α2-Adrenoceptor agonists attenuate hypersensitivity under neuropathic conditions. However, the mechanisms underlying this attenuation remain largely unknown. In the present study, we explored the potential roles of purinergic receptor 7 (P2X7R)/extracellular signal-regulated kinase (ERK) signaling in the anti-nociceptive effect of dexmedetomidine in a rat model of neuropathic pain induced by chronic constriction injury (CCI) of the sciatic nerve. An animal model of CCI was adopted to mimic the clinical neuropathic pain state. Behavioral hypersensitivity to mechanical and thermal stimuli was determined by von Frey filament and Hargreaves' tests, and the spinal P2X7R expression level and ERK phosphorylation were analyzed using western blot analysis and immunohistochemistry. In parallel with the development of mechanical and thermal hyperalgesia, a significant increase in P2X7R expression was noted in the ipsilateral spinal cord on day 7 after CCI. Intrathecal administration of dexmedetomidine (2.5 µg) for 3 days not only attenuated neuropathic pain but also inhibited the CCI-induced P2X7R upregulation and ERK phosphorylation. Intrathecal dexmedetomidine administration did not produce obvious effects on locomotor function. The present study demonstrated that dexmedetomidine attenuates the neuropathic pain induced by CCI of the sciatic nerve in rats by inhibiting spinal P2X7R expression and ERK phosphorylation, indicating the potential therapeutic implications of dexmedetomidine administration for the treatment of neuropathic pain.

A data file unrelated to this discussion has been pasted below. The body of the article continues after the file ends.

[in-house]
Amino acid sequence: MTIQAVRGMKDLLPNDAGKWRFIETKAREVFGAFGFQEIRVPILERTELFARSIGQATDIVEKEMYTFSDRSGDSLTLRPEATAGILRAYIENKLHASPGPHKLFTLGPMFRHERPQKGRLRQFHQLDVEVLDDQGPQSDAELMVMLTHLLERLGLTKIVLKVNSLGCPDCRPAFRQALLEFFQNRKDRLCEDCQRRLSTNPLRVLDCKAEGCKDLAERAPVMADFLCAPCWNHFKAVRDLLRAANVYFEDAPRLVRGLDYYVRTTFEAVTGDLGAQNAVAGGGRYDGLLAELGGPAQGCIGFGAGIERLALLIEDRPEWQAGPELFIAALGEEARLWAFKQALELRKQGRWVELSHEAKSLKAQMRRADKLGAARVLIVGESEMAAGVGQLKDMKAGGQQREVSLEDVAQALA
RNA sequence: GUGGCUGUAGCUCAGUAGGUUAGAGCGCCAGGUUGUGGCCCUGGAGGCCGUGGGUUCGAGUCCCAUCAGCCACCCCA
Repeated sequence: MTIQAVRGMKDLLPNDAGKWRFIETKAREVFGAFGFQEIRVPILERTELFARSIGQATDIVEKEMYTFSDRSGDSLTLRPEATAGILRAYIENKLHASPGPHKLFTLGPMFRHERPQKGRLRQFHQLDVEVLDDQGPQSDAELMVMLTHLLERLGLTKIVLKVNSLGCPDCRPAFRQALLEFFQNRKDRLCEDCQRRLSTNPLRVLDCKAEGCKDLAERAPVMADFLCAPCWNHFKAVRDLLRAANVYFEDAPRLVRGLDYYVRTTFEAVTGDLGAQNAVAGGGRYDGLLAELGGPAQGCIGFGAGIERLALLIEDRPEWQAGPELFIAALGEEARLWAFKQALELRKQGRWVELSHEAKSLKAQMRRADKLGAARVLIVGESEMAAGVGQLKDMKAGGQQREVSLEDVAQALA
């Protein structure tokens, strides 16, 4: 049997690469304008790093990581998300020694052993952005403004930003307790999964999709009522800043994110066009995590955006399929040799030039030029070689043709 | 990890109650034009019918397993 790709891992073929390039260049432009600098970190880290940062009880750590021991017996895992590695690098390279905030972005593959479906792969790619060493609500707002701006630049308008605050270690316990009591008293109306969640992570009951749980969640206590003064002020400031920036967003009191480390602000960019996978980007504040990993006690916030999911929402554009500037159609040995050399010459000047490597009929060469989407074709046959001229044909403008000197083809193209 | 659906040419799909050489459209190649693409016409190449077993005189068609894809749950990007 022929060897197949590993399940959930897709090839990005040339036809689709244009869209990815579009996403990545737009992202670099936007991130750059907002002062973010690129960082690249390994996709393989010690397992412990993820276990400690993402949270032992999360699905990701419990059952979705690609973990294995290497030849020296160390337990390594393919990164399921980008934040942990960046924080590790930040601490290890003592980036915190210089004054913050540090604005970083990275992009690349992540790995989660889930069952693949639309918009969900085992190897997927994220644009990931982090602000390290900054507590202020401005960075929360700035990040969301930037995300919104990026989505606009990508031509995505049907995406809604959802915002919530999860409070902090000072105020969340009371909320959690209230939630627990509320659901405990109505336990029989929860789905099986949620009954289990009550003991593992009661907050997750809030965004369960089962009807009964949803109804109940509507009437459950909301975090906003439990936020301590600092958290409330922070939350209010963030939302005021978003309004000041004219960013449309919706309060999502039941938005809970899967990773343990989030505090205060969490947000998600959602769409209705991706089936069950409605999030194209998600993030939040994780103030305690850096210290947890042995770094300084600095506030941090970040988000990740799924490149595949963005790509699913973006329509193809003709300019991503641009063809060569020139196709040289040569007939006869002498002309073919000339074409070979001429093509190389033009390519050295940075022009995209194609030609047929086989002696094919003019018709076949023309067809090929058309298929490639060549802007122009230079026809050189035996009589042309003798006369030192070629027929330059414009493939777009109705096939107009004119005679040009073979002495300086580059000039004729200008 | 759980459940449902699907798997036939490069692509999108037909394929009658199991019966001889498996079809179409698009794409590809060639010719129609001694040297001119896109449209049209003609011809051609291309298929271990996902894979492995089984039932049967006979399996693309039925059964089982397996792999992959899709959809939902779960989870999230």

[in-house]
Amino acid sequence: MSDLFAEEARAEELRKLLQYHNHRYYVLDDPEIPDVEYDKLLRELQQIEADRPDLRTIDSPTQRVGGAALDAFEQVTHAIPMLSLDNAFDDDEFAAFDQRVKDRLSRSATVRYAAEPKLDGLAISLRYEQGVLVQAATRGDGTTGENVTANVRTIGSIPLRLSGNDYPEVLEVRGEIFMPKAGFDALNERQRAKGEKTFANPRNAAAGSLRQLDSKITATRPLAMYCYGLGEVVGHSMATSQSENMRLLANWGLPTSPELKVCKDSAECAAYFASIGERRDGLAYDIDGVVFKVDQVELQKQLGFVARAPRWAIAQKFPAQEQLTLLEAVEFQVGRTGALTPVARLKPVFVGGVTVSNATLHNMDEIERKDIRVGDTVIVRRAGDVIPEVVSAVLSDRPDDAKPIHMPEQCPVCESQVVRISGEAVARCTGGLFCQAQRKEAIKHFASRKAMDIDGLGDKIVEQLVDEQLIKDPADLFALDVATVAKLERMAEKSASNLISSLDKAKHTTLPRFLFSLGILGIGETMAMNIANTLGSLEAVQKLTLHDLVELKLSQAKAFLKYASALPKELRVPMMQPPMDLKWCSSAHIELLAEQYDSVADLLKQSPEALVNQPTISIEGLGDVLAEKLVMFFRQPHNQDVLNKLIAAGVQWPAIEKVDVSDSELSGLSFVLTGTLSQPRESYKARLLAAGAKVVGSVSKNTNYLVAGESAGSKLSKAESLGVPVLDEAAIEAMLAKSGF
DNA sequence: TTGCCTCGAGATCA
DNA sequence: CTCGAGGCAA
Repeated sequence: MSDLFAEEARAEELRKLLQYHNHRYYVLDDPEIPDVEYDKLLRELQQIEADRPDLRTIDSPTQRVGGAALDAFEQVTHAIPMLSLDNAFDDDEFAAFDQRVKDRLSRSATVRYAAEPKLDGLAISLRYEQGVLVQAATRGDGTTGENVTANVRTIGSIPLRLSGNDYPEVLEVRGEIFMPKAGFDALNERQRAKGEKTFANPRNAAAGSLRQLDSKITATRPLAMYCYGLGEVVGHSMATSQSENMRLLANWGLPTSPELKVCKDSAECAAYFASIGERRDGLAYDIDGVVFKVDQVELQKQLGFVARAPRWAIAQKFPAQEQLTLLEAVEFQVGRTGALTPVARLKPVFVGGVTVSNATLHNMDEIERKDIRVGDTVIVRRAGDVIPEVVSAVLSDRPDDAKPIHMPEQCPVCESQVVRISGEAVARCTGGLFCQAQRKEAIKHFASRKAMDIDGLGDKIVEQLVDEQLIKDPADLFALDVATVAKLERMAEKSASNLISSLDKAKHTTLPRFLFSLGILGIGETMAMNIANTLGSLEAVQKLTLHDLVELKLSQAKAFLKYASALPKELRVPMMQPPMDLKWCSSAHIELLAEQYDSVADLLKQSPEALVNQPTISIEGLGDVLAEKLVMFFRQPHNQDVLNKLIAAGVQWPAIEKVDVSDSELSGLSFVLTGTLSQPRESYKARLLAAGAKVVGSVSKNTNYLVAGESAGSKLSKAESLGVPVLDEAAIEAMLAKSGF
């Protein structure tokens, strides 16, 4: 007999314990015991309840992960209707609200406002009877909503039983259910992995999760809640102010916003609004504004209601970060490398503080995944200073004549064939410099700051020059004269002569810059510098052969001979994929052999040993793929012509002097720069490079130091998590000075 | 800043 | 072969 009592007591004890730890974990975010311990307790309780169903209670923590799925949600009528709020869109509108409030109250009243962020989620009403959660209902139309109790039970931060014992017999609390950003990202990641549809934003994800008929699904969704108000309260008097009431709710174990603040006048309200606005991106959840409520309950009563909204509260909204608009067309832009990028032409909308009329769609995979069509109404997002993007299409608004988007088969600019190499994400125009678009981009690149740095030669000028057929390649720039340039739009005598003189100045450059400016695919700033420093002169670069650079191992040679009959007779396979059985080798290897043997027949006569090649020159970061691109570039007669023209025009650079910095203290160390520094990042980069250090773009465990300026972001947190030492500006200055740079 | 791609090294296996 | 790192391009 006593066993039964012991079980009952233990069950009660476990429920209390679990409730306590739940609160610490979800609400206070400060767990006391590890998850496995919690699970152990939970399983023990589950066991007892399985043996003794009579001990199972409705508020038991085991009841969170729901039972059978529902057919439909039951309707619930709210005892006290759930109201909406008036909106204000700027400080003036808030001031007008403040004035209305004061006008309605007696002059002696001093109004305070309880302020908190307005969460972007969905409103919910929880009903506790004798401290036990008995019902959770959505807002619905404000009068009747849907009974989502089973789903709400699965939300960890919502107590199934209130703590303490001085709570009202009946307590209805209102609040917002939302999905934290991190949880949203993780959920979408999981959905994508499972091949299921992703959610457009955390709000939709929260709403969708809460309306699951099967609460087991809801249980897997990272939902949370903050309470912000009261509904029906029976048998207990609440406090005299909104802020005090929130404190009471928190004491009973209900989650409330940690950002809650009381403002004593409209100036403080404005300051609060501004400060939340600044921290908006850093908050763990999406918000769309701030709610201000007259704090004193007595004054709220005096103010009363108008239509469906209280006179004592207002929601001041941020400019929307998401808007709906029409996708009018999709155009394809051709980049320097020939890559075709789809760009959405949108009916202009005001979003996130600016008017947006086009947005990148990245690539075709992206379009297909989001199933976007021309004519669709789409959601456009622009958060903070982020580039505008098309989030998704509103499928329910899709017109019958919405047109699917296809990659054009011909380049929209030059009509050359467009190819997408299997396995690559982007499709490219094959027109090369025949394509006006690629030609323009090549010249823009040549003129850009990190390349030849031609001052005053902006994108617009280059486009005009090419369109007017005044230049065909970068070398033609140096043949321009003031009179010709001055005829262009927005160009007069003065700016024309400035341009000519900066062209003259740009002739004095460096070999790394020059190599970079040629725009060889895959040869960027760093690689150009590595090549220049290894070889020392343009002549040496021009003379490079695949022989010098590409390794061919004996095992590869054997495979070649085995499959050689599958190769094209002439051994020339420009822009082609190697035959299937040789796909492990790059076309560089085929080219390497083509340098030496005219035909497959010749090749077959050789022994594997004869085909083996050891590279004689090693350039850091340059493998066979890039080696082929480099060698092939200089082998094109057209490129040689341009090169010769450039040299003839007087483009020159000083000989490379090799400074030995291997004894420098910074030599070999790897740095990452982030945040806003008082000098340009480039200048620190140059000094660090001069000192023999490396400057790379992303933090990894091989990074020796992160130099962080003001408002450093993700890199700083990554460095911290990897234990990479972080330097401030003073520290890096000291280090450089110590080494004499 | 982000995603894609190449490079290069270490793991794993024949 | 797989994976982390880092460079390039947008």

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    α2-Adrenoceptor agonists attenuate hypersensitivity under neuropathic conditions. However, the mechanisms underlying this attenuation remain largely unknown. In the present study, we explored the potential roles of purinergic receptor 7 (P2X7R)/extracellular signal-regulated kinase (ERK) signaling in the anti-nociceptive effect of dexmedetomidine in a rat model of neuropathic pain induced by chronic constriction injury (CCI) of the sciatic nerve. An animal model of CCI was adopted to mimic the clinical neuropathic pain state. Behavioral hypersensitivity to mechanical and thermal stimuli was determined by von Frey filament and Hargreaves' tests, and the spinal P2X7R expression level and ERK phosphorylation were analyzed using western blot analysis and immunohistochemistry. In parallel with the development of mechanical and thermal hyperalgesia, a significant increase in P2X7R expression was noted in the ipsilateral spinal cord on day 7 after CCI. Intrathecal administration of dexmedetomidine (2.5 µg) for 3 days not only attenuated neuropathic pain but also inhibited the CCI-induced P2X7R upregulation and ERK phosphorylation. Intrathecal dexmedetomidine administration did not produce obvious effects on locomotor function. The present study demonstrated that dexmedetomidine attenuates the neuropathic pain induced by CCI of the sciatic nerve in rats by inhibiting spinal P2X7R expression and ERK phosphorylation, indicating the potential therapeutic implications of dexmedetomidine administration for the treatment of neuropathic pain.